Lunges: The lunge is a great exercise for developing a nice butt because it works the quads, hamstrings and glutes. Stand with the bar on your back or hold a dumbbell in each hand, with your feet parallel. You can also do this exercise with no resistance. Take a large step forward with your right leg, keeping your torso erect. Go into a lunge position by bending the right and left knees and keeping the left leg stationary. Return to the starting position and repeat the movement with the other leg. Do 3 sets of 10 reps with each leg, alternating legs during each set.

The Perfect Butt Workout

If you follow this program religiously, train intensely and eat sensibly, you will have a better looking butt three months from now. Too many women train half-heartedly for a few weeks, stop working out and then wonder why they didn’t make any progress. This program is intense, but it doesn’t take very long and it works.

Elements of the Program: weight training (three times per week), high-intensity interval training (three times per week), walking (optional, two times per week).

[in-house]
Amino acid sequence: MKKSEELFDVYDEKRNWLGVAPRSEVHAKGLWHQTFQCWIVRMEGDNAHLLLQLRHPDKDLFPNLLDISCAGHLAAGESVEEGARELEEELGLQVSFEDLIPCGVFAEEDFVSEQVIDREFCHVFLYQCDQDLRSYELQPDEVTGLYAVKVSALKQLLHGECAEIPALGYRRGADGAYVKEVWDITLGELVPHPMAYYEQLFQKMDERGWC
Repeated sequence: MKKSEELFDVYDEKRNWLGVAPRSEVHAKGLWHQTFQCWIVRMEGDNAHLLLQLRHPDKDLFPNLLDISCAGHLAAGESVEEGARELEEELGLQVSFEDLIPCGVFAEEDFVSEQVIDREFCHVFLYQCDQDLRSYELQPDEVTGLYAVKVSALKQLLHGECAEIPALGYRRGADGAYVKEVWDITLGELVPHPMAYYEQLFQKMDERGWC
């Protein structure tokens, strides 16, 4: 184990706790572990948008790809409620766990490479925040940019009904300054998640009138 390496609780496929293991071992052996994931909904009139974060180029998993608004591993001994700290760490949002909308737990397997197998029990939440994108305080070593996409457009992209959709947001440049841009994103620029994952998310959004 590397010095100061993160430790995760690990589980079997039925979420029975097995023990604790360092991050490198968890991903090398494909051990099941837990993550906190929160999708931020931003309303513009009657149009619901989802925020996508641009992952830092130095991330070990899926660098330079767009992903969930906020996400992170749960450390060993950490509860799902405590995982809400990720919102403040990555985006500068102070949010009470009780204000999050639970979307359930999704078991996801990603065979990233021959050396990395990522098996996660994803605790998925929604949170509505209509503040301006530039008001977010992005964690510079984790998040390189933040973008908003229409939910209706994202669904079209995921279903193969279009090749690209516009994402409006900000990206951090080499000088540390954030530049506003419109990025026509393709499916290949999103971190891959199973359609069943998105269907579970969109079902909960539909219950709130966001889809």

Weight Training: Begin with 1 set of 10 reps for each weight-training exercise and build up to 3 sets. Rest 1 minute between sets and exercises. Use as much weight as you can while maintaining good form. This program targets the glute muscles, so you can add exercises for other body parts if you want a more well-rounded program.

Interval Training: Warm-up on the stationary bike or elliptical trainer for 2 minutes. Sprint for 8 seconds, followed by 12 seconds of active rest (slow spinning). Begin by doing 10 sets of 8-second sprints. Build up to 60 sprints (plus active rest).